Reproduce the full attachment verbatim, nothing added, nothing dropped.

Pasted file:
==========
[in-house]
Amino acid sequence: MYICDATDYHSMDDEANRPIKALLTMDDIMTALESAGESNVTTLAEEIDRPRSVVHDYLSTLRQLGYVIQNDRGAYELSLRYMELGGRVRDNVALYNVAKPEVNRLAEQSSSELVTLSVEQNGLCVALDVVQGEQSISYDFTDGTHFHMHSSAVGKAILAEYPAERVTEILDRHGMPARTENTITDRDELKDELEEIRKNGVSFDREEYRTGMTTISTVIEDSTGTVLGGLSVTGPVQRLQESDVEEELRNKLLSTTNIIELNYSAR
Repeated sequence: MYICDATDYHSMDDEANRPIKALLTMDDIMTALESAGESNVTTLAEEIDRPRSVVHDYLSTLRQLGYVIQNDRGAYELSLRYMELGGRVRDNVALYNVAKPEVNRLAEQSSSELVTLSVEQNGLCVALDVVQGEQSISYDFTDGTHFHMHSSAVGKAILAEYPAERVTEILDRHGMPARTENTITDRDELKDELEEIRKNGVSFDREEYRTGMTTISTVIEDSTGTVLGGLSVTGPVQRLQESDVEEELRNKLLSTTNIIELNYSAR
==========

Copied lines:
[in-house]
Amino acid sequence: MYICDATDYHSMDDEANRPIKALLTMDDIMTALESAGESNVTTLAEEIDRPRSVVHDYLSTLRQLGYVIQNDRGAYELSLRYMELGGRVRDNVALYNVAKPEVNRLAEQSSSELVTLSVEQNGLCVALDVVQGEQSISYDFTDGTHFHMHSSAVGKAILAEYPAERVTEILDRHGMPARTENTITDRDELKDELEEIRKNGVSFDREEYRTGMTTISTVIEDSTGTVLGGLSVTGPVQRLQESDVEEELRNKLLSTTNIIELNYSAR
Repeated sequence: MYICDATDYHSMDDEANRPIKALLTMDDIMTALESAGESNVTTLAEEIDRPRSVVHDYLSTLRQLGYVIQNDRGAYELSLRYMELGGRVRDNVALYNVAKPEVNRLAEQSSSELVTLSVEQNGLCVALDVVQGEQSISYDFTDGTHFHMHSSAVGKAILAEYPAERVTEILDRHGMPARTENTITDRDELKDELEEIRKNGVSFDREEYRTGMTTISTVIEDSTGTVLGGLSVTGPVQRLQESDVEEELRNKLLSTTNIIELNYSAR